- Using this new ballot, A is now the Borda count winner
- Voter #1 prefers this outcome according to her original ballot

Manipulability

- A voting system is said to be manipulable if there are two sets of ballots and a voter (we’ll call him “Bob”) such that
- neither election ends in a tie
- the only difference between the two sets of ballots is Bob’s ballot
- Bob prefers (according to his actual preferences as expressed in the first election) the outcome of the second election to that of the first

Majority Rule

- In an election with two candidates (A and B), is majority rule manipulable?
- In order to manipulate the election, A would have to be the winner, but your true preference would have to be B > A
- The only change you can make to your ballot is to change it to A > B
- Since May’s Theorem guarantees that majority rule is monotone, changing your vote from a vote for the loser to a vote for the winner cannot change the outcome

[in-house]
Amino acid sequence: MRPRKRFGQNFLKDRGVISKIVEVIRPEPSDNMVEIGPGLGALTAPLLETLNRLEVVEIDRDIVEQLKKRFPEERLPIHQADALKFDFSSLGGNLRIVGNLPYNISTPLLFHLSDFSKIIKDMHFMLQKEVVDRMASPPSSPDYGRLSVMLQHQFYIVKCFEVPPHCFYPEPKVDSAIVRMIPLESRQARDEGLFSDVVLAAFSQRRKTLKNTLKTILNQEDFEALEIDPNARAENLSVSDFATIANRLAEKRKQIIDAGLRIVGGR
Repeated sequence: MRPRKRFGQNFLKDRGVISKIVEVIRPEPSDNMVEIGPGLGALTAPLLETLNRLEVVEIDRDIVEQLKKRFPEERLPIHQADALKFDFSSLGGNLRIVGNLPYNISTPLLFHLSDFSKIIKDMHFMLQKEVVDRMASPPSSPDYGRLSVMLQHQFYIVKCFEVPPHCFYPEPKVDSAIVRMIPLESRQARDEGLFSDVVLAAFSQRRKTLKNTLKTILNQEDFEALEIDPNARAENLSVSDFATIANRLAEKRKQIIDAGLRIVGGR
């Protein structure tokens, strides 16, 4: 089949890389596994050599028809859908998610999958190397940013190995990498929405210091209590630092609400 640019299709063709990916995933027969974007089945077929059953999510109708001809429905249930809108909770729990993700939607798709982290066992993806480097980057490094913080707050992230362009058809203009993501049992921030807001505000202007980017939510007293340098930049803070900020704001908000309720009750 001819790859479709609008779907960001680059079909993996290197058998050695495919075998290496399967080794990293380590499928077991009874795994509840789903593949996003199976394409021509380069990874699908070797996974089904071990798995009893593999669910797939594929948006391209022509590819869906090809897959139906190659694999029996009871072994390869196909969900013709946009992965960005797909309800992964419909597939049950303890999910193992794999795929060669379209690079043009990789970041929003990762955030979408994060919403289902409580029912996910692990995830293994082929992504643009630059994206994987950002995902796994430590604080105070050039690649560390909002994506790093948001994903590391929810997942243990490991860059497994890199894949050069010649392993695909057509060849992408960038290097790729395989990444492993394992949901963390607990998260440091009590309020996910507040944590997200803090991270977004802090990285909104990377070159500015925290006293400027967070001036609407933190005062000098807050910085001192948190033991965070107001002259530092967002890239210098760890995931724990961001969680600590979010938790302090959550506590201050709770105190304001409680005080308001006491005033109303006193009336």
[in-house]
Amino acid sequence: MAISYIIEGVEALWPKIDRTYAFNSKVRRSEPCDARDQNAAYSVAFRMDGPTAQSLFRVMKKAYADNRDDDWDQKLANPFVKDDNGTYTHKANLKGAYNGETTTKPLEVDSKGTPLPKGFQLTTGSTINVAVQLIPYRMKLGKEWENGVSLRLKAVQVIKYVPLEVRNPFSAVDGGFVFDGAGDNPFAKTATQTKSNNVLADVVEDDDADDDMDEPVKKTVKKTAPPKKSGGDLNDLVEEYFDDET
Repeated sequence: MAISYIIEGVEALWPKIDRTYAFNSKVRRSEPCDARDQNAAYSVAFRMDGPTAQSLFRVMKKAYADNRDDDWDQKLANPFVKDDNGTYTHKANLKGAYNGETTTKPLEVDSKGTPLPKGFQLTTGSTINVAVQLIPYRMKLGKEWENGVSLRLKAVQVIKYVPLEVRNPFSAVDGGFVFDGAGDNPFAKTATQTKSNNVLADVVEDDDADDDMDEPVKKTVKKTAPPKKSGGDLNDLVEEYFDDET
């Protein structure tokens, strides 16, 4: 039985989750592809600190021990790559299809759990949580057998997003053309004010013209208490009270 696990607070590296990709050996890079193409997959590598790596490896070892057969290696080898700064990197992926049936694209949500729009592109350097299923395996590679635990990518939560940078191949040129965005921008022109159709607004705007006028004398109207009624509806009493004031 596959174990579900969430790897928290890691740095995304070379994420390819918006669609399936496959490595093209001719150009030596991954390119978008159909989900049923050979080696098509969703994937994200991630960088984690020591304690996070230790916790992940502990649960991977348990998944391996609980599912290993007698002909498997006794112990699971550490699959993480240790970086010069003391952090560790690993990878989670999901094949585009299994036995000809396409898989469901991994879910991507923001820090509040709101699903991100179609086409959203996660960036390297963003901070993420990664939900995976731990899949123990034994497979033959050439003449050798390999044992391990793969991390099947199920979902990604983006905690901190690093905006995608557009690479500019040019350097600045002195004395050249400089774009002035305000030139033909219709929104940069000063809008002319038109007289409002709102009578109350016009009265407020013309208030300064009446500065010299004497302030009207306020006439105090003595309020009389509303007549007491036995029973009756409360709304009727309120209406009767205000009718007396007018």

Condorcet’s Method

- Condorcet’s Method is also non-manipulable
- If you prefer B, but the winner is A, then A beats B head-to-head even with your vote preferring B over A
- No matter how you change your ballot, A will still beat B head-to-head

The Perfect System?

- Condorcet’s Method has some very nice properties
- elections never result in ties (assuming the number of voters is odd)
- satisfies the Pareto condition
- non-manipulable
- not a dictatorship

- However, Condorcet’s Method also sometimes doesn’t produce a winner
- Is there a “perfect” system that satisfies all of these properties and always gives a winner?

The Gibbard-Satterthwaite Theorem

- With three or more candidates and any number of voters, there does not exist (and never will exist) a voting system that always produces a winner, never has ties, satisfies the Pareto condition, is non-manipulable, and is not a dictatorship.